World economy “defying gravity” – World Socialist Web Site

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So far, the global economy appears to have dodged a bullet. Predictions of a recession due to interest rate hikes by the world’s major central banks have not materialized. But there are warnings that more and more problems exist beneath the surface, and not far below, and that the current situation is not sustainable.

A man wearing a protective mask walks in front of an electronic display board in the lobby of the Shanghai Stock Exchange building, China, Friday, February 14, 2020. (AP photo)

This was the theme of an editorial in the Economist magazine published this weekend under the title: “The global economy defies gravity. That cannot continue.” In a reference to the cartoon character of the roadrunner, some commentators have called it a Wile E. Coyote moment.

Even as wars rage and the geopolitical climate darkens, it began, “the global economy has been an unstoppable source of cheer.”

According to the magazine, the US economy advanced by 4.9 percent on an annual basis in the fourth quarter, inflation is falling, central banks may have stopped tightening interest rates and China, due to a real estate crisis, appears to be about to take advantage of this. of a modest incentive.

“Unfortunately,” the message continued, “this good cheer cannot last. The foundations for current growth appear unstable. If you look ahead, there are many threats.”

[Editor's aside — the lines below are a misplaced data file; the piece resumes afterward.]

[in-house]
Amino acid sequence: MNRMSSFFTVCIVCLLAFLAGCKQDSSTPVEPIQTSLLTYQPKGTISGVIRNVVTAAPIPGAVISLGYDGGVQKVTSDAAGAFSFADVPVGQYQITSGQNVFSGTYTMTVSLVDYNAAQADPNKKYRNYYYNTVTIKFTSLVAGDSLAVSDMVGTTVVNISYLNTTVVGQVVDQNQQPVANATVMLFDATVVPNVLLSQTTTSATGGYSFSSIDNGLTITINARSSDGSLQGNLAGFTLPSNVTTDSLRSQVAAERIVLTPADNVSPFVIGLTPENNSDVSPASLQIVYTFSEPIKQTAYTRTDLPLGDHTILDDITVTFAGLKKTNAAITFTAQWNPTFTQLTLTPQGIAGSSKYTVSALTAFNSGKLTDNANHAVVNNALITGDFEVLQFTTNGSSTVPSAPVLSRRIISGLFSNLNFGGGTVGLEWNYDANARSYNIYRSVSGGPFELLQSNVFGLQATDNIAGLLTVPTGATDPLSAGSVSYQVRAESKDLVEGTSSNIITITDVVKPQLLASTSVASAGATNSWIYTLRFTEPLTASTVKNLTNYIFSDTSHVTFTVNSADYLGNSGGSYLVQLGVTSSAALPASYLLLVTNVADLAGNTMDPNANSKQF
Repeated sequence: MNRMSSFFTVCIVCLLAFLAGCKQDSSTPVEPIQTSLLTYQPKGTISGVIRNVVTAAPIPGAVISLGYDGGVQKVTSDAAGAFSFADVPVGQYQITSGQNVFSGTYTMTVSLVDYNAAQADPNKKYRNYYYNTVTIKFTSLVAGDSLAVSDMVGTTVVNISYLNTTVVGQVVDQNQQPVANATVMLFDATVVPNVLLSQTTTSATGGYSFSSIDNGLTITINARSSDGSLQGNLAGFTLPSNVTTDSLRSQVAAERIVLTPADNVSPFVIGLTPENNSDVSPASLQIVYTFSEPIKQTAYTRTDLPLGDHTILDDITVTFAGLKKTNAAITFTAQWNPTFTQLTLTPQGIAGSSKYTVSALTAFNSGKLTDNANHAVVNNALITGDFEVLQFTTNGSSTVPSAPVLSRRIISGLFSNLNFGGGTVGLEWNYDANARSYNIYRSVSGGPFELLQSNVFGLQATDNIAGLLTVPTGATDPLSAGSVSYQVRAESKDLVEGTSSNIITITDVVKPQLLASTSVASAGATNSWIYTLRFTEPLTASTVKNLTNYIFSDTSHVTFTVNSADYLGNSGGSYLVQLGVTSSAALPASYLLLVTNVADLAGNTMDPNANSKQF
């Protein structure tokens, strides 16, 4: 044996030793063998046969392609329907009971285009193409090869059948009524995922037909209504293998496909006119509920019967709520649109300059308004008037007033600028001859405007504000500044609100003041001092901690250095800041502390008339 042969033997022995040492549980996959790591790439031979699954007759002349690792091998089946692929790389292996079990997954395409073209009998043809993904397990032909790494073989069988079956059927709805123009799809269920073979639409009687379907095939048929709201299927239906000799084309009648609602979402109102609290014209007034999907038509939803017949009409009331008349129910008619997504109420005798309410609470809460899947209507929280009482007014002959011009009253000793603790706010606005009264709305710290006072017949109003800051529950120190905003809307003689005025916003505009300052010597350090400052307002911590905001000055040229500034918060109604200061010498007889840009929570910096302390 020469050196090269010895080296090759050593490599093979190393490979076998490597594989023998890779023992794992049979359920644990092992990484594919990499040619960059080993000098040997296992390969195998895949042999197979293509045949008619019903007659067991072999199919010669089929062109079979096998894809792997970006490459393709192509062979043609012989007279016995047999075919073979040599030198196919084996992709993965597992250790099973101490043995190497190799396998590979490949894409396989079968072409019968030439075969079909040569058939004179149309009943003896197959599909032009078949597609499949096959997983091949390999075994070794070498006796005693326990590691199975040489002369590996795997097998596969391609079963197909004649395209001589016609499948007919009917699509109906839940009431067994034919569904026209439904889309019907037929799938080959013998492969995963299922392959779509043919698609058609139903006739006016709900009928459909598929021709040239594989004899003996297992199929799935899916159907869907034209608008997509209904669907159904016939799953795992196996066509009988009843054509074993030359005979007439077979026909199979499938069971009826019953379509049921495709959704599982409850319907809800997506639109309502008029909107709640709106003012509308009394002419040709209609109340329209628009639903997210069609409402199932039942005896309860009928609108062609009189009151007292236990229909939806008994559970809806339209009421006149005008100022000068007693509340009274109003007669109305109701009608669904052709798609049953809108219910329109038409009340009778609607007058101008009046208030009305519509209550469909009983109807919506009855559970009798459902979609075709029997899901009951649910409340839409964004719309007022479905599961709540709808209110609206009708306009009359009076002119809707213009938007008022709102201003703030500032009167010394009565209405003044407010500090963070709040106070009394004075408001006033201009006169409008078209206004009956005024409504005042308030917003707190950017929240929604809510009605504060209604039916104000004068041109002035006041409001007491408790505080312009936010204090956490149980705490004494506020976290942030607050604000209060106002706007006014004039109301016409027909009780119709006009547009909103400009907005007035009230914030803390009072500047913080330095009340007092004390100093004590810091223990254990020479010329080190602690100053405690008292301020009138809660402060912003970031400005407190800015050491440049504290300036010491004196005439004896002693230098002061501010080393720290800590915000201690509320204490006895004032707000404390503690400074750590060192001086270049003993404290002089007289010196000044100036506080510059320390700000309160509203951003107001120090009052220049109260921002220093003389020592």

Citing the rapid rise in interest rates, one of the sharpest in decades, the editorial noted that the U.S. government now had to pay 5 percent to borrow for 30 years, compared to just 1.2 percent during the COVID recession. 19 pandemic. Not so long ago, German borrowing costs were negative but were now close to 3 percent, and even the Bank of Japan had all but given up on its pledge to keep borrowing costs at 1 percent.

The editorial directly addressed US Treasury Secretary Janet Yellen’s recent comments that higher interest rates were a good thing because they reflected a healthy economy.

“In fact, they are a source of danger. Because higher interest rates are likely to continue, current economic policies will fail, and so will the growth they have promoted.”

The Economist argued, like others, that one reason the U.S. economy has done better than expected is that consumers have spent the money accumulated during the pandemic and there is still $1 trillion in “excess savings” left.

Once that ran out, interest rates would ‘start to bite’ and problems would arise throughout the global economy as interest rates stayed higher for longer.

Corporate bankruptcies began to rise in the US and Europe, with companies that maintained low interest rates eventually facing rising financing costs. Higher mortgage costs would affect house prices. Banks that hold long-term securities (whose values ​​have fallen) should take action to “plug the holes in their balance sheets left by higher interest rates.”

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